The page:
ChatGPT in Schools and now shaping the students creativity, a fifth-grade classroom in Lexington, Kentucky, has taken a unique approach to teaching writing with the use of an artificial intelligence (AI) tool called ChatGPT. The tool is capable of generating everything from essays to haikus to term papers within seconds. It has alarmed teachers and prompted some school districts to block access to the site.
However, Donnie Piercey, who has taught for 17 years, has embraced the tool as a teaching aid, saying that his job is to prepare students for a world where knowledge of AI will be required. Piercey has pitted students against the machine in interactive writing games, but at the elementary school level, he is less concerned about cheating and plagiarism than high school teachers. His district has blocked students from accessing ChatGPT while allowing teacher access.
The topic of AI platforms and how schools should respond has attracted attention from hundreds of educators around the world. The Future of Education Technology Conference in New Orleans drew educators to discuss the issue of AI in classrooms.
Texas math teacher, Heather Brantley, gave a talk on the “Magic of Writing with AI for all Subjects,” in which she stated that the chatbot had the ability to make her sixth-grade math lessons more creative and applicable to everyday life. Although the platform is blocked for students, it is open to teachers at her school. She is encouraging districts to train staff to use the AI platform to stimulate student creativity and problem-solving skills.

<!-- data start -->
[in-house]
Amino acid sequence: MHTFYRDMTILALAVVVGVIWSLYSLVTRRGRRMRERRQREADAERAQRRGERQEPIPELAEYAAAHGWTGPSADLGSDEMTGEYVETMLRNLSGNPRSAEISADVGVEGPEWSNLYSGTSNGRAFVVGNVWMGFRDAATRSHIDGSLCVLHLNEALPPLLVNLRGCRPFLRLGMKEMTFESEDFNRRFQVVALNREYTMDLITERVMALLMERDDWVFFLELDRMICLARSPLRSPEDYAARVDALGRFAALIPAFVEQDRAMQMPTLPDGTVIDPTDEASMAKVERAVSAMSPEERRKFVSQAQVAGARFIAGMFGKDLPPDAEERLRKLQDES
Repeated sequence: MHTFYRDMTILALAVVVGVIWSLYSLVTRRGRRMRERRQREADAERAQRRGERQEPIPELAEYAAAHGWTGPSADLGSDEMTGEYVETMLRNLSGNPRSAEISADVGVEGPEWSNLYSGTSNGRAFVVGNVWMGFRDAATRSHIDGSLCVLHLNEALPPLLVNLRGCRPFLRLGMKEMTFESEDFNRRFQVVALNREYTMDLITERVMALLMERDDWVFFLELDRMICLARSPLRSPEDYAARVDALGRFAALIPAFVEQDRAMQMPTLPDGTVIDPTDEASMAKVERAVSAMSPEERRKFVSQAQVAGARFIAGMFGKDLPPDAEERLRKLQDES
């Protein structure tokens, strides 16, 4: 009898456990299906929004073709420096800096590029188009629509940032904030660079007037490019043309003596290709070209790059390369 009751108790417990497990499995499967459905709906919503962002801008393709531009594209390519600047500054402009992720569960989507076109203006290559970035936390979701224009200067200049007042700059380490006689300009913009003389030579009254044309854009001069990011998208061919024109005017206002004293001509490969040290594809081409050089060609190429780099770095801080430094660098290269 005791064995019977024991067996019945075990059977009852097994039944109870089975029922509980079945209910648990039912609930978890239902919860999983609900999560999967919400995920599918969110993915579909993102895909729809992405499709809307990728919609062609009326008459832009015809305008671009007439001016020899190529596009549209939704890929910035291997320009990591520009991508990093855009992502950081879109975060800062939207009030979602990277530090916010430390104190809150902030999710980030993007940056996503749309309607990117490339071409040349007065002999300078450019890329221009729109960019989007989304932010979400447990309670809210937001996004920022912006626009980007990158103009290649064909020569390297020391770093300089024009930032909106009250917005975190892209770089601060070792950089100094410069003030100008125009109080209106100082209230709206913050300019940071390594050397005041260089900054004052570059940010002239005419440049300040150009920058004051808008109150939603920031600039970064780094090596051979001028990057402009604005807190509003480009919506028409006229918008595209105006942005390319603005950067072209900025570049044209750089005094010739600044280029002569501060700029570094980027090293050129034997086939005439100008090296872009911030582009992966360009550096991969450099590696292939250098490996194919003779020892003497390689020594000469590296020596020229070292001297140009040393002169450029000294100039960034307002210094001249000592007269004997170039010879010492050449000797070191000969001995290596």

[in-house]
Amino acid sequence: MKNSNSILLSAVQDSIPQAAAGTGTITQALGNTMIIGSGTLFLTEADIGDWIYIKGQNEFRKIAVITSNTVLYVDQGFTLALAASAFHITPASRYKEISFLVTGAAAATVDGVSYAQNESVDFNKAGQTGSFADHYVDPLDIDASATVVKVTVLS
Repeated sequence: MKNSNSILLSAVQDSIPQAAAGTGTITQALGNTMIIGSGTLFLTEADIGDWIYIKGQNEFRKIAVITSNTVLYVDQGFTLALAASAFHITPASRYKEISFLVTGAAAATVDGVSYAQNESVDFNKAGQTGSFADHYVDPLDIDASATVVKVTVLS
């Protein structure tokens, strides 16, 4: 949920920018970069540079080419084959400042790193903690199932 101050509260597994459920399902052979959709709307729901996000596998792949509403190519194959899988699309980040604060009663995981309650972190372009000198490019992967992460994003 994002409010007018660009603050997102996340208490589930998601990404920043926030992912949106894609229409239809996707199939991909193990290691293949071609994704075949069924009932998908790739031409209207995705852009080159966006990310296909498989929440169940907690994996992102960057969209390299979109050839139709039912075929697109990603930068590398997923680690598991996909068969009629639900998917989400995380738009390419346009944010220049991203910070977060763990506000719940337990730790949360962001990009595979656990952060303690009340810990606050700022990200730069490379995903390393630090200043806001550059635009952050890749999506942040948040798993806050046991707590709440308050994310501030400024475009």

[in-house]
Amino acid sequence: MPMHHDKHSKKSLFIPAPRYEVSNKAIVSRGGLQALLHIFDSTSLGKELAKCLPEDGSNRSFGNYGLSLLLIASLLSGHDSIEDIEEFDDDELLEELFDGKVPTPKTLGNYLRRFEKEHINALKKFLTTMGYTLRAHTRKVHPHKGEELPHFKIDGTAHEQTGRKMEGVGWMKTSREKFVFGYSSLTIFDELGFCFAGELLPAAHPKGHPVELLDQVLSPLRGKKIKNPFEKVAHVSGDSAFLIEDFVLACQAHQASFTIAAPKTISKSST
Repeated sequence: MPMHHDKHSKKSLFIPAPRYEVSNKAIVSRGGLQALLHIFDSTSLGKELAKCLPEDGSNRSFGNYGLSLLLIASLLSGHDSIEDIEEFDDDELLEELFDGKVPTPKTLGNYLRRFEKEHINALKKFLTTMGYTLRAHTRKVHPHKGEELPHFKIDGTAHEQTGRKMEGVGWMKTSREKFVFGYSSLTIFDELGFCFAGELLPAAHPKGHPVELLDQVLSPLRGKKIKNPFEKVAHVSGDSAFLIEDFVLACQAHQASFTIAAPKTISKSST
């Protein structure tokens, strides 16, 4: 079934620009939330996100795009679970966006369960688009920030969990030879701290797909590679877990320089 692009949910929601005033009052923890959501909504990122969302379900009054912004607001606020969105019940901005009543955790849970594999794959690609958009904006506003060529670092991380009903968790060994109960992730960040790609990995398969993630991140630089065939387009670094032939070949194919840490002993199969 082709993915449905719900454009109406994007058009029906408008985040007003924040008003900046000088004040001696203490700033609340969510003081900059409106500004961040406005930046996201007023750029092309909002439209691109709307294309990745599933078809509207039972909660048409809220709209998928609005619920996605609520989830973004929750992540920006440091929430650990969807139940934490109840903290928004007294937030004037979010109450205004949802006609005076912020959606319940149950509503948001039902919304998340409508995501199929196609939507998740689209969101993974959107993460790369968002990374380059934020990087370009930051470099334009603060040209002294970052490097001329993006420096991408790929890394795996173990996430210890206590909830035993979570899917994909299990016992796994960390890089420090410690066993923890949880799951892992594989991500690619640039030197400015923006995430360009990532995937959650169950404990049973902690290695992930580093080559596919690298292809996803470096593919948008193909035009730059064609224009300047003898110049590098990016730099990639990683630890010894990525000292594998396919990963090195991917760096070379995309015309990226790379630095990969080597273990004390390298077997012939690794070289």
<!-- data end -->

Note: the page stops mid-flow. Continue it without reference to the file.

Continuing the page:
ChatGPT, developed by OpenAI became a global phenomenon after its November 2022 launch, and rival companies including Google are racing to release their own versions of AI-powered chatbots. Although the advent of AI platforms is both “revolutionary and disruptive” to education, Steve Darlow, the technology trainer at Florida’s Santa Rosa County District Schools, envisions teachers asking ChatGPT to make “amazing lesson plans for a substitute” or even for help grading papers. Darlow acknowledges the futility of a ban that today’s tech-savvy students can work around.
Piercey’s class used the AI platform to create short plays, which the students edited, rehearsed, and then performed. One of the plays involved a class computer that escaped, with students going on a hunt to find it.
The play’s creators were impressed with the creative ideas that the chatbot introduced, but they also appreciated how Piercey urged them to revise any phrases or stage directions they did not like.
Now OpenAI’s ChatGPT in Schools and educators acknowledge that the AI platform is here to stay and the importance of preparing students for a world where AI knowledge will be required. They believe that teachers should embrace AI tools, such as ChatGPT, to stimulate student creativity and problem-solving skills.
Although the advent of AI platforms but have some limitations as well as both “revolutionary and disruptive” to education, banning them is futile, as tech-savvy students can easily work around such a ban.